As a rule, vintage pocket watches are either key-set, pendant-set (stem-set), lever-set or pin-set. The easiest way to tell which one you have is to look for the setting lever. If your watch is lever-set, there will be a setting-lever visible somewhere around the dial of the watch, though you usually have to remove the bezel and crystal to see it. Just because your case has a notch cut for a lever, doesn"t mean that you have a lever-set watch, as many cases could accommodate either a lever-set or pendant-set movement. Look for the actual tip of the setting lever, which should be visible poking out at the edge of the dial. If your watch has a little button or raised bump somewhere near the winding stem, then it"s likely a European-made pin-set watch.
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Key-Set Pocket Watch
As the name suggests, a key-set pocket watch is set with a key. Some watches use the same key to set and wind the watch; others have different keys for setting and winding. If your watch has two keys, then it"s important to determine which key best fits each winding arbor. Using a key that is too big will soon round off the square corners of the winding arbor and then you"ll have a much bigger repair problem. If you don"t have keys for your watch, a watchmaker who specializes in vintage repairs can probably supply one for you. We have full sets of winding keys available on our Watch Accessories page. We also stock single keys in select sizes.
Setting a watch with a key is accomplished by turning the arbor that carries the hands. Never attempt to set the watch by moving the hands directly... you"ll just break the hand. If your center arbor is square in shape, then you have a key-set watch.s When setting, keep the key perpendicular to the dial and make sure you don"t disturb the horizontal alignment of the hands. The minute hand and hour hand must remain perfectly flat and parallel after you"re finished setting the watch.
There"s a reason why watches evolved from key-setting to pendant-setting: a pendant-set watch was a lot easier and more convenient for the typical user. Key-set watches can be inconvenient and sometimes challenging. Often setting a key-set watch requires removing or opening the bezel to access the hands and setting arbor. It is certainly easier for the novice to damage the bezel, crystal, hands or dial with a key-set watch than with a pendant set. As such, we usually don"t recommend key-wind key-set watches for daily use.
Some key-set watches have the setting square for the hands accessible through a hole in the case-back. If there are 2 holes in your inner case-back, then the center hole is for setting the watch, and the outer hole is for winding.
Illustration of setting a Waltham P. S. Bartlett key-set watch in coin-silver case. Note that on this watch, the setting square is accessed from the front of the watch. Some key-set watches are accessed from the back.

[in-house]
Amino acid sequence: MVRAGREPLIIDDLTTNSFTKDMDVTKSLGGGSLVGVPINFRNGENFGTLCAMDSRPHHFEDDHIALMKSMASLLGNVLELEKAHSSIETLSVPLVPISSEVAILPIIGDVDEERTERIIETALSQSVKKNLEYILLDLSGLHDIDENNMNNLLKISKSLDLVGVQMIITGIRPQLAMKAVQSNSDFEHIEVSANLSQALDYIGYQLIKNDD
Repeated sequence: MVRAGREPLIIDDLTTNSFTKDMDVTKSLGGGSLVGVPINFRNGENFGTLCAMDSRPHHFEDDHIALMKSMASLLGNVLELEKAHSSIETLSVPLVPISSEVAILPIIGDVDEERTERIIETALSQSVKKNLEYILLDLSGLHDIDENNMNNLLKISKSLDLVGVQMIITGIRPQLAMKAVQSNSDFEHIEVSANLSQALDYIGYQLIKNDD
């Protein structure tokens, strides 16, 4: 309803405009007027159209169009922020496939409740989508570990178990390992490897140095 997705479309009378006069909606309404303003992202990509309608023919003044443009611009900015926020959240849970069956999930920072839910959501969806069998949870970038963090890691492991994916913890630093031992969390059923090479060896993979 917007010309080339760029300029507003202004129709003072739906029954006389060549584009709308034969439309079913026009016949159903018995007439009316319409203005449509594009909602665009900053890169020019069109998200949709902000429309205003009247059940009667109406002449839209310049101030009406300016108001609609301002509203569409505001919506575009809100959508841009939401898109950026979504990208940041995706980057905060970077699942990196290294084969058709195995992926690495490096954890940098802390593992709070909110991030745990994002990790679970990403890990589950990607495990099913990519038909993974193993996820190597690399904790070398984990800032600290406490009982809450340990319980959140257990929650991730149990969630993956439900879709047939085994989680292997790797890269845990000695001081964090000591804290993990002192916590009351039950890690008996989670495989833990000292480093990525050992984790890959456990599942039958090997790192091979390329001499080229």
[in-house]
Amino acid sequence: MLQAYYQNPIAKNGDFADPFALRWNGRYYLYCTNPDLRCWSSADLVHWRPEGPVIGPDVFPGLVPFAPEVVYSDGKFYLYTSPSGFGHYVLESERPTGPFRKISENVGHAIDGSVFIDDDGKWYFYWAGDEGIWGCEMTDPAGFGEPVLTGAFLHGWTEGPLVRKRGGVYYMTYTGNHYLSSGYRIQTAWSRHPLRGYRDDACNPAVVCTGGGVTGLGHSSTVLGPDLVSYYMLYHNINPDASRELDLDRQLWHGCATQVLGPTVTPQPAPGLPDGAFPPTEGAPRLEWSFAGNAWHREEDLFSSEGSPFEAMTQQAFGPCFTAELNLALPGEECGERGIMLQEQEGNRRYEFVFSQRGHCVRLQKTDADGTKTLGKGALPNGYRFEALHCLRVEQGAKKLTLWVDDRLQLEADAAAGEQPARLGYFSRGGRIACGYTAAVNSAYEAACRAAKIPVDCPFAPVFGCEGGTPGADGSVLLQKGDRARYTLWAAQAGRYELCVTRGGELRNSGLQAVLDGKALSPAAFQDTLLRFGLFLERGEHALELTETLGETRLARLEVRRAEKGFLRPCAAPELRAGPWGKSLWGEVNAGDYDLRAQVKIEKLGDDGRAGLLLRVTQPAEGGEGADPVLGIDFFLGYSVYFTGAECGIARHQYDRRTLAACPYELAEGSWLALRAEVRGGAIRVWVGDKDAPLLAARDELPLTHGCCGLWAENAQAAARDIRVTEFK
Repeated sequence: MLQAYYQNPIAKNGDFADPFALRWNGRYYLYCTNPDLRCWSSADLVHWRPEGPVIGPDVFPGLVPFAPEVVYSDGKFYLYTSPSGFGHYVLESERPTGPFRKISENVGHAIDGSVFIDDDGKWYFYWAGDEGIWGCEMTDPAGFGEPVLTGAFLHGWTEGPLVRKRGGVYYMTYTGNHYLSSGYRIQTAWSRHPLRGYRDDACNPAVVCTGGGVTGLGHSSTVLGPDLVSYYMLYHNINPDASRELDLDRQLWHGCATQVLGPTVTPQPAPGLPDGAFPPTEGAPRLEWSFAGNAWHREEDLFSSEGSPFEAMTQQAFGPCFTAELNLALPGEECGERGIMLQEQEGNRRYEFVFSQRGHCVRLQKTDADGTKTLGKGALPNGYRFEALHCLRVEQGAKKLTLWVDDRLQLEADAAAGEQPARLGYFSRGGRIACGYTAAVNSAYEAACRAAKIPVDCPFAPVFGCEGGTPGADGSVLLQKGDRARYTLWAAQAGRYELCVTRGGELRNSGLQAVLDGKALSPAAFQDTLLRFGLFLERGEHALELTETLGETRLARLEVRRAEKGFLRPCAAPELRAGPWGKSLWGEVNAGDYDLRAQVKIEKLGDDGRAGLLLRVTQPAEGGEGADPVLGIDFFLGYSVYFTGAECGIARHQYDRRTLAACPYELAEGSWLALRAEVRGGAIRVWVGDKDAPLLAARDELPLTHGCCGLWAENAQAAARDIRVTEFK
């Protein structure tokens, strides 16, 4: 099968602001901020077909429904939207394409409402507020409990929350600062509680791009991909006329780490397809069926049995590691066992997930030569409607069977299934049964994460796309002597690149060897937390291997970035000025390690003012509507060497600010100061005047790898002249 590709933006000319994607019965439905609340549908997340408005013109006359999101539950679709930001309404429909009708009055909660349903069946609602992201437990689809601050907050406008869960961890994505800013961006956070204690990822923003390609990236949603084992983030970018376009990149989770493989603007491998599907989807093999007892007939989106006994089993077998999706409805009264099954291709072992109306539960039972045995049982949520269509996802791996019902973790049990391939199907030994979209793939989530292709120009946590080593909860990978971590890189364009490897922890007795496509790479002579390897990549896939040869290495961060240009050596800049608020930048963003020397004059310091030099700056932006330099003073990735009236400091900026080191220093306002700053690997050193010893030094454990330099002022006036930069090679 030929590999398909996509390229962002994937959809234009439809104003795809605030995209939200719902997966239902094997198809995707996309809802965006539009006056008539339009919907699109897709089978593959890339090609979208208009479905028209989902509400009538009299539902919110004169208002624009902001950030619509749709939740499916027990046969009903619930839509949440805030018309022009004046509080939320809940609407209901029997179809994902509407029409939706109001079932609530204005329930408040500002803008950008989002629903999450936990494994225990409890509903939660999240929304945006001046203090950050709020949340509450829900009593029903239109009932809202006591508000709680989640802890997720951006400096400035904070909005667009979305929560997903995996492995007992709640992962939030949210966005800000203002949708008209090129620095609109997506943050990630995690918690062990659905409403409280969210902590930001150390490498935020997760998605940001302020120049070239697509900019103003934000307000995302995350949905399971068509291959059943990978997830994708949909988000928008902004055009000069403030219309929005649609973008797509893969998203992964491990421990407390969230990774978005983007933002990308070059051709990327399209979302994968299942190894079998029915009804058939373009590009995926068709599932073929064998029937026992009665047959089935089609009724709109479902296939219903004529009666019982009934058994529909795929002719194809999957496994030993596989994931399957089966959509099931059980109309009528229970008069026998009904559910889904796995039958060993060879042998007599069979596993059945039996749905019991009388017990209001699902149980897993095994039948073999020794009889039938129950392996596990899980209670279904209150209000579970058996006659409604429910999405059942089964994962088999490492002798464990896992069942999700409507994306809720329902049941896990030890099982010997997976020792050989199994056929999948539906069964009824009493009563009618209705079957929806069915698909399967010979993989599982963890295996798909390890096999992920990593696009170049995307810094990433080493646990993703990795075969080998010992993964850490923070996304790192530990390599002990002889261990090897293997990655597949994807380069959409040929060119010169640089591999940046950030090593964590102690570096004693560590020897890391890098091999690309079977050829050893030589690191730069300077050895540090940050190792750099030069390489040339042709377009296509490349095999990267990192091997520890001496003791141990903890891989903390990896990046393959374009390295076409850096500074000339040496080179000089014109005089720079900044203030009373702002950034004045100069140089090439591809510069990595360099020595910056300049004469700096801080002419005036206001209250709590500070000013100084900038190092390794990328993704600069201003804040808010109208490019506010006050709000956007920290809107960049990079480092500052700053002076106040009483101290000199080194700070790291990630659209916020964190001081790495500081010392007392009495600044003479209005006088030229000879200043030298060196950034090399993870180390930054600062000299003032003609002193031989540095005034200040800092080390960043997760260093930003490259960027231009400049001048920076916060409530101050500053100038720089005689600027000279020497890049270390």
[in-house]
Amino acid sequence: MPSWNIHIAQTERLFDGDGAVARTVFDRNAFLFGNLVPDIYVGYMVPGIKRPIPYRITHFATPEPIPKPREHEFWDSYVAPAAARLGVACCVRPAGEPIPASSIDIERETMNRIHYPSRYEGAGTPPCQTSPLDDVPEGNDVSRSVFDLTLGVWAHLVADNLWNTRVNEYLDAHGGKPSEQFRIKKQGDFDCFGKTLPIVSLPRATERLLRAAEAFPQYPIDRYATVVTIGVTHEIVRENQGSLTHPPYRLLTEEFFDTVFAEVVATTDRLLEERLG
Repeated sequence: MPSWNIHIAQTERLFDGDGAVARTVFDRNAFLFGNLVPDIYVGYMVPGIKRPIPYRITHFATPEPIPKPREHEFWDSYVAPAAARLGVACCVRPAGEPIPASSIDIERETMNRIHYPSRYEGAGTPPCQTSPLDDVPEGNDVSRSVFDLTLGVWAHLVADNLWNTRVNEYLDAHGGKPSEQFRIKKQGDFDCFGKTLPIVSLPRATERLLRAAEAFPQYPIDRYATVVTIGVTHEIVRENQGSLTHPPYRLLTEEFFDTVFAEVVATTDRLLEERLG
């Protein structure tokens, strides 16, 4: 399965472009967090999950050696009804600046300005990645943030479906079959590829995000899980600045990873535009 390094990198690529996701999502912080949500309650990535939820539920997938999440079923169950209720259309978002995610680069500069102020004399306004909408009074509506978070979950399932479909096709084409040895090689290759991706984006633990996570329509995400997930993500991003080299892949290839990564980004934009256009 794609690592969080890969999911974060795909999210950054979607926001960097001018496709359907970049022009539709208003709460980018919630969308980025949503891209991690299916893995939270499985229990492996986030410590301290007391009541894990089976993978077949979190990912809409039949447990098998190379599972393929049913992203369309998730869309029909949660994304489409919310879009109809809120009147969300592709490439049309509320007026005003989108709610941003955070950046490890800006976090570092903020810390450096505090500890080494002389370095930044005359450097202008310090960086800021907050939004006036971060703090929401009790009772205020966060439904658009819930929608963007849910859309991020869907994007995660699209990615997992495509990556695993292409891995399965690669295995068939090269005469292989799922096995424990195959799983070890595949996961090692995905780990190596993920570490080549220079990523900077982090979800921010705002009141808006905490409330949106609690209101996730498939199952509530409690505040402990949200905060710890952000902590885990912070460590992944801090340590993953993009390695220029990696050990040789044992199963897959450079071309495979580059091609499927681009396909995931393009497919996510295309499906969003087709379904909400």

Pendant-Set Pocket Watch
The part of the watch case that holds the winding crown and stem is called the pendant. The winding crown (or winding knob) is attached to one end of the winding stem and the other end of the stem engages with the winding mechanism in the watch movement. When the crown is pushed "in" i.e. toward the watch movement, then the watch is in winding position and turning the crown will wind the mainspring. When the crown is pulled "out" i.e. away from the watch movement, the the watch is in setting position and turning the crown will engage the setting mechanism of the watch.
Illustration of setting a Hamilton pendant-set pocket watch
Common Problems with Pendant-Set Watches
If your pendant-set watch won"t "hold" in either the winding or setting position i.e. if it won"t "click" from one position to the other, then you likely have a broken sleeve. The sleeve is a small part which mounts inside the pendant of the watch and grips the stem with 4 small spring "fingers". If these small spring fingers become bent or broken, then they will no longer hold the stem in the correct position. The only solution is to replace the broken sleeve.
If the watch clicks smoothly between winding and setting positions, but you still can"t set the watch, then you either have a lever-set watch (see below) or there is an internal problem with the winding/setting mechanism. Often, old dried up grease can freeze the winding/setting mechanism and it takes a thorough cleaning and re-lubrication to get everything moving again.
Lever-Set Pocket Watch
Lever-setting was a "feature" of many higher-grade pocket watches which prevented them from being accidentally set to the incorrect time. Lever-setting was a requirement for Railroad Timekeeping Service. We"ve provided photo instructions for how to set your lever-set watch here.
Illustration of a lever-set watch with setting lever pulled out
Common Problems with Lever-Set Watches
Lever-setting mechanisms tend to be quite reliable, as they do not rely on the proper functioning of a stem and sleeve. Pulling out the setting lever usually shifts the winding mechanism so that it engages with the cannon-pinion and hands of the watch to allow setting. Retracting the setting lever allows the winding mechanism to rock back to its "normal" position in which it is engaged with the mainspring barrel. If pulling the set-lever on your watch doesn"t put it in setting mode, or if there is any significant resistance to pulling the lever out, then there"s something wrong internally that would require professional service.
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Pin-Set Pocket Watch
Pin-Setting (or nail-setting, as it is sometimes called) is another setting mechanism that is rarely seen on American watches, but occurs more commonly on European timepieces. On a pin-set watch, there is a little button, usually near the winding stem. You must press and hold this button while turning the crown to set the watch. Pin-setting isn"t very common on higher-grade watches.